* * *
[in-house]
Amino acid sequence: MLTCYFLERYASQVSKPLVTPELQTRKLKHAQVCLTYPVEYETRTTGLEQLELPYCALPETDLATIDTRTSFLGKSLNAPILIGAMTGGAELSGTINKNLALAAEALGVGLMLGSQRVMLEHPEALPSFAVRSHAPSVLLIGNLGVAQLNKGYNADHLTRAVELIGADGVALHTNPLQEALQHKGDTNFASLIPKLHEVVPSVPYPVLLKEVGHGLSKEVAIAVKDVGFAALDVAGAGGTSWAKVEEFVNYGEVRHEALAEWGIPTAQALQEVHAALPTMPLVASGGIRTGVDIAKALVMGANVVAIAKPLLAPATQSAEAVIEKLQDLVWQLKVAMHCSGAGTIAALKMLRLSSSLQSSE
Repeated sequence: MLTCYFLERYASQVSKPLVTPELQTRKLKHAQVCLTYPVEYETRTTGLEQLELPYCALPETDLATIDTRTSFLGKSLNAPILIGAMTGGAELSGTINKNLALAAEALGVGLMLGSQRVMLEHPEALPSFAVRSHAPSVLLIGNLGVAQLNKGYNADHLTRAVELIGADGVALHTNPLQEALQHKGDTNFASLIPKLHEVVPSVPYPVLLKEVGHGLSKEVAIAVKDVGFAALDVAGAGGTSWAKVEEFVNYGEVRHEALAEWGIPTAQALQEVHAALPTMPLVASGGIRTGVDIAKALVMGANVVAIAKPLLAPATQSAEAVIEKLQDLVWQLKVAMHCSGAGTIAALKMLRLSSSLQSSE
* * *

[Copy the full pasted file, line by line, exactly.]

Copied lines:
[in-house]
Amino acid sequence: MLTCYFLERYASQVSKPLVTPELQTRKLKHAQVCLTYPVEYETRTTGLEQLELPYCALPETDLATIDTRTSFLGKSLNAPILIGAMTGGAELSGTINKNLALAAEALGVGLMLGSQRVMLEHPEALPSFAVRSHAPSVLLIGNLGVAQLNKGYNADHLTRAVELIGADGVALHTNPLQEALQHKGDTNFASLIPKLHEVVPSVPYPVLLKEVGHGLSKEVAIAVKDVGFAALDVAGAGGTSWAKVEEFVNYGEVRHEALAEWGIPTAQALQEVHAALPTMPLVASGGIRTGVDIAKALVMGANVVAIAKPLLAPATQSAEAVIEKLQDLVWQLKVAMHCSGAGTIAALKMLRLSSSLQSSE
Repeated sequence: MLTCYFLERYASQVSKPLVTPELQTRKLKHAQVCLTYPVEYETRTTGLEQLELPYCALPETDLATIDTRTSFLGKSLNAPILIGAMTGGAELSGTINKNLALAAEALGVGLMLGSQRVMLEHPEALPSFAVRSHAPSVLLIGNLGVAQLNKGYNADHLTRAVELIGADGVALHTNPLQEALQHKGDTNFASLIPKLHEVVPSVPYPVLLKEVGHGLSKEVAIAVKDVGFAALDVAGAGGTSWAKVEEFVNYGEVRHEALAEWGIPTAQALQEVHAALPTMPLVASGGIRTGVDIAKALVMGANVVAIAKPLLAPATQSAEAVIEKLQDLVWQLKVAMHCSGAGTIAALKMLRLSSSLQSSE